7.8

Three

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<i>Three</i>

Can you imagine a worse place for cops and robbers to play a game of cat and mouse than a bustling, overstuffed hospital? An orphanage, perhaps, or maybe an elementary school, but houses of convalescence rank pretty high on the list of “least desirable” locations for the police to butt heads with a hardened crook, even when the hardened crook is cuffed to a gurney with a bullet lodged in his brain. But that blatant mismatch of public safety and criminal investigation is part of what makes Johnnie To’s new film, Three, so great: The setting gives To a labyrinthine stage to explore, a constrained environment where succor is increasingly tinged by a sense of peril.

Three is both a sort-of chamber piece and a lesson in escalating tension. In it, To, per usual, packages stellar filmmaking with a deceptively simple premise. This time around, Dr. Tong (Wei Zhao), a neurosurgeon whose ambition is her greatest vice, is on duty when Inspector Chen (Louis Koo) and his team bring in a wounded suspect (Wallace Chung) for treatment. Just before he goes under the knife, the suspect refuses medical care and begins an elaborate 80 minute battle of wits with his arrester and his provider. Chen and Tong are professional kindred spirits: Tong’s refusal to observe her limits has resulted in a string of bungled operations, while Chen’s extralegal overzealousness has paved the way for his and his peers’ downfall. Keenly aware of his custodians’ vulnerabilities, the suspect starts to screw with them in an attempt to buy time for his men to rescue him, and also to engineer Chen’s ruin.

We’re told at first that the suspect put that bullet in his brain himself in order to force a ceasefire during a shootout with Chen—but that’s nonsense. His method is incompatible with his goal, sort of like having sex to preserve your virginity. It’s actually Chen who shot the suspect, sans authorization to discharge his firearm; the suspect’s refusal to die threatens to expose Chen’s wrongdoing, and that strain becomes the engine of Three’s suspense. This is familiar ground for To, who has long been obsessed with lawmen who hold themselves above the law, whether in 2003’s PTU or 2013’s Drug War. (Both films are excellent, and if you’re unfamiliar with To’s massive and varied filmography, they’re solid starting points.)

“We break the law to enforce the law,” Chen proclaims, and to this philosophy he holds: He tricks the suspect into slathering Chen’s gun with fingerprints by hiding it in a bag of fast food, and generally strongarms people into helping him sweep his guilt under the rug. (He even gets Tong to violate the Physician’s Oath.) If you get the feeling that To’s empathy for the suspect is higher than his empathy for Chen, you may be onto something. The suspect is guilty himself, yes, but it’s through the suspect, and also through Tong, that To interrogates the integrity of China’s judicial system. Everyone knows that Chen is trying to hide something, and everyone knows that the suspect is a thieving, murdering, conniving rogue, but Chen is supposed to uphold order instead of subvert it. At least the suspect doesn’t deny his nature.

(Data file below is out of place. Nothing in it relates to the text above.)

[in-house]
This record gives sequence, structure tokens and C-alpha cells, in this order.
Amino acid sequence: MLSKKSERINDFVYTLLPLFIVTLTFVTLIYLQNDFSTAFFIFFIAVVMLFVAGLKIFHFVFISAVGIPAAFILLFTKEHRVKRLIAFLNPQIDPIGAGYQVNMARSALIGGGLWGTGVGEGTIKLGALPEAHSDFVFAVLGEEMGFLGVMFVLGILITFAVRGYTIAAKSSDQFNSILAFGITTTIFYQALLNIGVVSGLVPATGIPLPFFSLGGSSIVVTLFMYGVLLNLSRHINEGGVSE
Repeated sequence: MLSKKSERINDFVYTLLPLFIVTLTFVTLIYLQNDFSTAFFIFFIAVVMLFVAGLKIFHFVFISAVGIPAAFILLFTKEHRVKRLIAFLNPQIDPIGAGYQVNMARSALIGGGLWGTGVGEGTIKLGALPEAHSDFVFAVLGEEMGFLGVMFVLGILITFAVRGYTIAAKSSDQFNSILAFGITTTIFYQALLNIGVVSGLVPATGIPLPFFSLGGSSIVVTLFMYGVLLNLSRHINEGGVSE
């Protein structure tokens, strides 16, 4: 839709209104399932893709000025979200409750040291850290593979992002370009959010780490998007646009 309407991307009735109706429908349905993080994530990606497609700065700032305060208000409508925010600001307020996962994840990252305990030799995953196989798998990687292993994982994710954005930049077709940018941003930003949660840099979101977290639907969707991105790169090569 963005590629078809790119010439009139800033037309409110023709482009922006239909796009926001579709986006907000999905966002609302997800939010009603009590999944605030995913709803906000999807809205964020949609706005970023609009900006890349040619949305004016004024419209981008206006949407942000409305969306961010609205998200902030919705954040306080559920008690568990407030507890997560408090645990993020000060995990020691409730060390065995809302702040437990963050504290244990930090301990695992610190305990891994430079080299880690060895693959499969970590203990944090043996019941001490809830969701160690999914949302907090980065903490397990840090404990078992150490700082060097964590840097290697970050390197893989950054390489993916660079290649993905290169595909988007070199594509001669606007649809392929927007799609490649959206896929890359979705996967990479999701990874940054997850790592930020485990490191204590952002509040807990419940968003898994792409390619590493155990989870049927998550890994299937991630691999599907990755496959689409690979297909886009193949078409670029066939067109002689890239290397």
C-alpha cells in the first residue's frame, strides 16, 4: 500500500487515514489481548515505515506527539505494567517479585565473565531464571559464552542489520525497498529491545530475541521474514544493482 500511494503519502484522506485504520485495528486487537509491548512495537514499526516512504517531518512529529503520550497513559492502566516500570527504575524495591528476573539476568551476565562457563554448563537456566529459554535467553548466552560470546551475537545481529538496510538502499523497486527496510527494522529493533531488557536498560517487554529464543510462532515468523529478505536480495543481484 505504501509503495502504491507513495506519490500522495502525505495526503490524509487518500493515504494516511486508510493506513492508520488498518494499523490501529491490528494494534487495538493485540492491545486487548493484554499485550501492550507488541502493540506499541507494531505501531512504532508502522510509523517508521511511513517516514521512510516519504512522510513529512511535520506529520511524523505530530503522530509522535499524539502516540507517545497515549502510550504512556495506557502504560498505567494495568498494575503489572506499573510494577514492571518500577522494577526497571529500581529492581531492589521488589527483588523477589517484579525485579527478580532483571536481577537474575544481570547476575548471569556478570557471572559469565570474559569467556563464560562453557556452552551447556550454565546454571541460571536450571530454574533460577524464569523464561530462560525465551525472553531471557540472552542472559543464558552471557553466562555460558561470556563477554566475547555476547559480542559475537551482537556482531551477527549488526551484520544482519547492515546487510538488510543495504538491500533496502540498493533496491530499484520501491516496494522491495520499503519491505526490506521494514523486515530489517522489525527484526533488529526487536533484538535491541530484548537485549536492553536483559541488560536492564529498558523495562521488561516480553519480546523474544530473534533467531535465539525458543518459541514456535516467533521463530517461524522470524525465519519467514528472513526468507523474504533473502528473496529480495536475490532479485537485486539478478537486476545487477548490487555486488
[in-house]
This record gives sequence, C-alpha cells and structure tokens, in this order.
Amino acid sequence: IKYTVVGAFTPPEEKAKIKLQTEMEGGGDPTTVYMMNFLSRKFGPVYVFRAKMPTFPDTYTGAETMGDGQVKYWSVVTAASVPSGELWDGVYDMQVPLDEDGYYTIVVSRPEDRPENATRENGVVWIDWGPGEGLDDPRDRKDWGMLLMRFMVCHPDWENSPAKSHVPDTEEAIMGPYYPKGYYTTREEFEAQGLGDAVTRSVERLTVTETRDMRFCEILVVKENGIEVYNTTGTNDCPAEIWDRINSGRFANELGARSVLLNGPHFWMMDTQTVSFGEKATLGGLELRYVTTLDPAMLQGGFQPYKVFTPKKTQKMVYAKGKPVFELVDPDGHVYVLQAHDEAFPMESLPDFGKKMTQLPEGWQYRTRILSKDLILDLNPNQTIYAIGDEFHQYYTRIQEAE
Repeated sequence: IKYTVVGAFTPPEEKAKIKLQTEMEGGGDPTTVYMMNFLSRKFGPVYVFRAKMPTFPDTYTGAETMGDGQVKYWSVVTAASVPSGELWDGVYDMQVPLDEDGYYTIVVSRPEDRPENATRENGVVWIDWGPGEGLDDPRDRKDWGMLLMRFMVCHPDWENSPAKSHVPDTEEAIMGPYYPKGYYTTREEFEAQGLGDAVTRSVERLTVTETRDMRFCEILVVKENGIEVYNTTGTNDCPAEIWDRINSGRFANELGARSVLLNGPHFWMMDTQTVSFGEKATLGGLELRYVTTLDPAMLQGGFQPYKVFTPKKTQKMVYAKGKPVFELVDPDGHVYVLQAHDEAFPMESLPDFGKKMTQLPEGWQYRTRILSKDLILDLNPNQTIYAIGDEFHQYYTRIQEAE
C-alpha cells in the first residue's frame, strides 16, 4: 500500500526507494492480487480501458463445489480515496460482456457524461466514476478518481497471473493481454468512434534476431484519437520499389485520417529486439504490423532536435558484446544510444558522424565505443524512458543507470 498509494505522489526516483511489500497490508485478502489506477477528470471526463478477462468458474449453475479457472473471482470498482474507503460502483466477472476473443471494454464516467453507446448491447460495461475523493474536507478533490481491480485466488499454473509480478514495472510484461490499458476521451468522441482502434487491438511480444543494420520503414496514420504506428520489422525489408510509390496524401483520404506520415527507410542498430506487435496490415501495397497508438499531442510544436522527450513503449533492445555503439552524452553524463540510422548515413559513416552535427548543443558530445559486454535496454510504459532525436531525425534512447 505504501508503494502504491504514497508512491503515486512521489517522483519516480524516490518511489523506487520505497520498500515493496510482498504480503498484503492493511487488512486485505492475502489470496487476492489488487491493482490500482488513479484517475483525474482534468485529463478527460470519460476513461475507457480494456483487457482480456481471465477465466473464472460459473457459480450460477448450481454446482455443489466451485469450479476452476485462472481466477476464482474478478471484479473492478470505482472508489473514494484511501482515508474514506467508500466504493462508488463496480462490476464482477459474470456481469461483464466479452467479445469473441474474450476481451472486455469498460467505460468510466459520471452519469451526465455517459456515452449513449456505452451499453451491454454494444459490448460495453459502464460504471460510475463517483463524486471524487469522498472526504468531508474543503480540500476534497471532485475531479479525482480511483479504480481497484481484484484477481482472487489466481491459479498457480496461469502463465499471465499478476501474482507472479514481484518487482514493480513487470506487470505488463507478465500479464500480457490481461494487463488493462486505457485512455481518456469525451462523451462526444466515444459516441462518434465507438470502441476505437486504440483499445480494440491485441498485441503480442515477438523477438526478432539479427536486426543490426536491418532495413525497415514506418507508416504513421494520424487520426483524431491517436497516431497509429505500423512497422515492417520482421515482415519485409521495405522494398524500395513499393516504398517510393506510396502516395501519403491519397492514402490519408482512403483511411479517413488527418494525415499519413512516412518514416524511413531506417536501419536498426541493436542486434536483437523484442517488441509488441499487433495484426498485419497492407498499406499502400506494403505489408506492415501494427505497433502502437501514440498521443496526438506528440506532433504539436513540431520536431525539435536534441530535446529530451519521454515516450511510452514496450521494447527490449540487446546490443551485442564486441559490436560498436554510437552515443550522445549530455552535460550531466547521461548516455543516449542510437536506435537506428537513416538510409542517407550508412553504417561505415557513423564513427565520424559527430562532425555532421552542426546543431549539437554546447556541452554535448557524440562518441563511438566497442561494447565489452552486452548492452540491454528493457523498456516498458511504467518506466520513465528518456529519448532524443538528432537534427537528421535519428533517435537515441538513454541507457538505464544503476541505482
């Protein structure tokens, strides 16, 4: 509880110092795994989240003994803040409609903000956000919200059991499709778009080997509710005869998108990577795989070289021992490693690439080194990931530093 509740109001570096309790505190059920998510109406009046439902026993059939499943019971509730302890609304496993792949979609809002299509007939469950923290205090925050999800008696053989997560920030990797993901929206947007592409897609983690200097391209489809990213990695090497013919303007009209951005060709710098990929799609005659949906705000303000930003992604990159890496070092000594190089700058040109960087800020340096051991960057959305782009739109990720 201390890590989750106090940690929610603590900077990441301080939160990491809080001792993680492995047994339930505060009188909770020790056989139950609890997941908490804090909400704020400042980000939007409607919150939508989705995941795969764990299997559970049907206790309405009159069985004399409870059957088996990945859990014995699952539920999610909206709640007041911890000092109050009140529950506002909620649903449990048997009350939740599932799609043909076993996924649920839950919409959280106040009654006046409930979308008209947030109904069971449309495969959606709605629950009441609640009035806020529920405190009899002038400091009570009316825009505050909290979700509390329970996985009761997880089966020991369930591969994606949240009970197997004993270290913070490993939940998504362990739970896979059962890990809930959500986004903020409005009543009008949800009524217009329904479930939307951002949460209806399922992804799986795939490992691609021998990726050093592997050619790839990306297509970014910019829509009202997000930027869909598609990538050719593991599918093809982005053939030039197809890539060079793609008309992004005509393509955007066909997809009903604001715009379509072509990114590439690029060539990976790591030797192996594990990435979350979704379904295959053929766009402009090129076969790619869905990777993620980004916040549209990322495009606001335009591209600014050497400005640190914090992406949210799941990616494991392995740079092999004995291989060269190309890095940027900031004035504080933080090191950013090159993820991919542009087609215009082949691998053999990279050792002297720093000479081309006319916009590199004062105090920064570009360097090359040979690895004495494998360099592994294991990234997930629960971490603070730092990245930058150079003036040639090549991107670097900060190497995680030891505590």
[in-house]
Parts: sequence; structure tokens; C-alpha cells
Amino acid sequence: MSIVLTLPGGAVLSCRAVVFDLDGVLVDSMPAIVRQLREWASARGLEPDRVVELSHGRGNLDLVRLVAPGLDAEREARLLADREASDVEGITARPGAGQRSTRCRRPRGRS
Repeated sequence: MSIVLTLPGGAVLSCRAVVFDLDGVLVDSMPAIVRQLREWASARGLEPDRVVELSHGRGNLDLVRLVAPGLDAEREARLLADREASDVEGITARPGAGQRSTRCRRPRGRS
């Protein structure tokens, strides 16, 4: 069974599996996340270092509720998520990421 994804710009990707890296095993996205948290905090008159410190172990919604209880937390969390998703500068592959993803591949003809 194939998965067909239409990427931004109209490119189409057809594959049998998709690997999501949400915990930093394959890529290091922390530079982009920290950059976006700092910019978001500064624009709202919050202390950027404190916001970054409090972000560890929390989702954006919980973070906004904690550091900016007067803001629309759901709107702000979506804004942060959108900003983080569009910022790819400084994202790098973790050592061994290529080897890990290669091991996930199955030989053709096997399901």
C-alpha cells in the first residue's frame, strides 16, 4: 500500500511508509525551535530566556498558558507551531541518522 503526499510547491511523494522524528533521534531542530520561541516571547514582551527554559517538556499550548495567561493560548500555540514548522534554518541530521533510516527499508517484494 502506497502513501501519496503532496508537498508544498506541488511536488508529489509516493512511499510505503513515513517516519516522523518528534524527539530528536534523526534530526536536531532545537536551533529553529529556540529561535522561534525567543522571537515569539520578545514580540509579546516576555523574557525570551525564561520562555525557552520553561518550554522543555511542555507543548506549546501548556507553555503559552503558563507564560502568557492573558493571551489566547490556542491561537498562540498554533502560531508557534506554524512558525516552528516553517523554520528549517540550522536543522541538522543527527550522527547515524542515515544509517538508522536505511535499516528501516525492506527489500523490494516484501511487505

At the center of Three’s ethical conundrum there’s Tong, whose calm exterior belies her inward struggle with her failures. In Tong’s world, there’s no room to feel doubt or shame for one’s mistakes, even though she clearly does feel both. Getting caught between Chen and the suspect as they race against the clock and against each other amplifies her uncertainty about her skills as a surgeon by putting her in a position to act either against her better judgment, or without judgment at all. She knows the suspect is one bad dude, but she’s also beholden to the fundamental conventions of her field—she can no more allow the suspect to die than she can tolerate Chen’s pretenses. (It’s also worth noting that Tong’s dynamic nature gives Zhao more character to work with than her male co-stars. They’re good, but she’s absolutely terrific.)

Maybe To couldn’t have set Three anywhere but in a hospital. It’s the perfect spot for a conflict of morals, and its cool, maze-like qualities reflect both the mounting complexities of the film’s plot as well as To’s clinical filmmaking style. He orchestrates each sequence with control and precision that feels downright surgical, though the film’s speed-ramped finale reminds us that To has maintained his passion for his craft even after directing movies for over 30 years. In his towering body of work, Three is a satisfyingly minor entry, but minor To is better than major films by most any other contemporary filmmaker you can imagine. It’s also better than no To at all. Here’s hoping he stays this vital for as long as he keeps making films.

Director: Johnnie To
Writers: Yau Nai-hoi, Lau Ho-leung, Mak Tin-shu
Starring: Louis Koo, Wei Zhao, Wallace Chung, Suet Lam, Raymond Wong, Michael Tse
Release Date: June 24, 2016


Boston-based critic Andy Crump has been writing about film online since 2009, and has been contributing to Paste Magazine since 2013. He also writes for Movie Mezzanine and Birth. Movies. Death., and is a member of the Online Film Critics Society and the Boston Online Film Critics Association. You can follow him on Twitter and find his collected writing at his personal blog. He is composed of roughly 65% craft beer.

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